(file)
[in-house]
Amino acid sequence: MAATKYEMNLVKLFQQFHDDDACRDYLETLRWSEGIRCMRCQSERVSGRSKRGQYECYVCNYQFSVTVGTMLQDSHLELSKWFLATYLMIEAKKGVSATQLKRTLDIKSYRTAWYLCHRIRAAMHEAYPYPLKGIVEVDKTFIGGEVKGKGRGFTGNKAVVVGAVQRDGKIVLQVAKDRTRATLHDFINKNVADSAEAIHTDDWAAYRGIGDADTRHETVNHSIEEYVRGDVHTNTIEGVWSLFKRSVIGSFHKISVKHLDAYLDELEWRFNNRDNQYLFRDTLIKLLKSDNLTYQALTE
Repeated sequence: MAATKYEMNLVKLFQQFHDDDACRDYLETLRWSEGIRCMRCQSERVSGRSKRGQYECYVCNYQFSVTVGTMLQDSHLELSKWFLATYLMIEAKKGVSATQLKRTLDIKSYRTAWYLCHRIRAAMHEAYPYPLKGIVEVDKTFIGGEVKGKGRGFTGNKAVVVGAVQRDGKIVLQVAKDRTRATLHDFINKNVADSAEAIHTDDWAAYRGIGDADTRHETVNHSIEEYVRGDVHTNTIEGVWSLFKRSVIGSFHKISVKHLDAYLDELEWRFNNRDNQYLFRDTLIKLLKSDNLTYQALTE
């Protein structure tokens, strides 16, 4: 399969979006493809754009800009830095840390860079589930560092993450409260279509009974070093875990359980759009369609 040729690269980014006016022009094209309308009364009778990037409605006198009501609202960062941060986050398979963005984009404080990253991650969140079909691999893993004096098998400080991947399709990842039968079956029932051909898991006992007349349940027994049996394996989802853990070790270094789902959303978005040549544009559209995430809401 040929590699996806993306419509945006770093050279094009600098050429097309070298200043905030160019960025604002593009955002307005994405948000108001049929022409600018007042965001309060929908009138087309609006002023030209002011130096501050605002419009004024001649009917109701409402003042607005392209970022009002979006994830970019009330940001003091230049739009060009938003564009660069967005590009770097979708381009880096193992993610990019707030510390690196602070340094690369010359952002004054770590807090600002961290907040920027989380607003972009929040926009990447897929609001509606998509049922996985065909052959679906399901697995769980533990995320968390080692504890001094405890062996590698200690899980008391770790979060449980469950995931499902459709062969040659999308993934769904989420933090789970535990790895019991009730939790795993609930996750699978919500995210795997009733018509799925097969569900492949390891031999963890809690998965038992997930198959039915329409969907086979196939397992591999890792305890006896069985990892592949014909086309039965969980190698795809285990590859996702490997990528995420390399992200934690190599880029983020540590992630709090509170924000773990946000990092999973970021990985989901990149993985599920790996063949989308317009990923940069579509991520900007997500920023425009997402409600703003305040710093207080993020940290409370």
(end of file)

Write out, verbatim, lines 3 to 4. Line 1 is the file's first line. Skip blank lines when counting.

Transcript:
Repeated sequence: MAATKYEMNLVKLFQQFHDDDACRDYLETLRWSEGIRCMRCQSERVSGRSKRGQYECYVCNYQFSVTVGTMLQDSHLELSKWFLATYLMIEAKKGVSATQLKRTLDIKSYRTAWYLCHRIRAAMHEAYPYPLKGIVEVDKTFIGGEVKGKGRGFTGNKAVVVGAVQRDGKIVLQVAKDRTRATLHDFINKNVADSAEAIHTDDWAAYRGIGDADTRHETVNHSIEEYVRGDVHTNTIEGVWSLFKRSVIGSFHKISVKHLDAYLDELEWRFNNRDNQYLFRDTLIKLLKSDNLTYQALTE
């Protein structure tokens, strides 16, 4: 399969979006493809754009800009830095840390860079589930560092993450409260279509009974070093875990359980759009369609 040729690269980014006016022009094209309308009364009778990037409605006198009501609202960062941060986050398979963005984009404080990253991650969140079909691999893993004096098998400080991947399709990842039968079956029932051909898991006992007349349940027994049996394996989802853990070790270094789902959303978005040549544009559209995430809401 040929590699996806993306419509945006770093050279094009600098050429097309070298200043905030160019960025604002593009955002307005994405948000108001049929022409600018007042965001309060929908009138087309609006002023030209002011130096501050605002419009004024001649009917109701409402003042607005392209970022009002979006994830970019009330940001003091230049739009060009938003564009660069967005590009770097979708381009880096193992993610990019707030510390690196602070340094690369010359952002004054770590807090600002961290907040920027989380607003972009929040926009990447897929609001509606998509049922996985065909052959679906399901697995769980533990995320968390080692504890001094405890062996590698200690899980008391770790979060449980469950995931499902459709062969040659999308993934769904989420933090789970535990790895019991009730939790795993609930996750699978919500995210795997009733018509799925097969569900492949390891031999963890809690998965038992997930198959039915329409969907086979196939397992591999890792305890006896069985990892592949014909086309039965969980190698795809285990590859996702490997990528995420390399992200934690190599880029983020540590992630709090509170924000773990946000990092999973970021990985989901990149993985599920790996063949989308317009990923940069579509991520900007997500920023425009997402409600703003305040710093207080993020940290409370």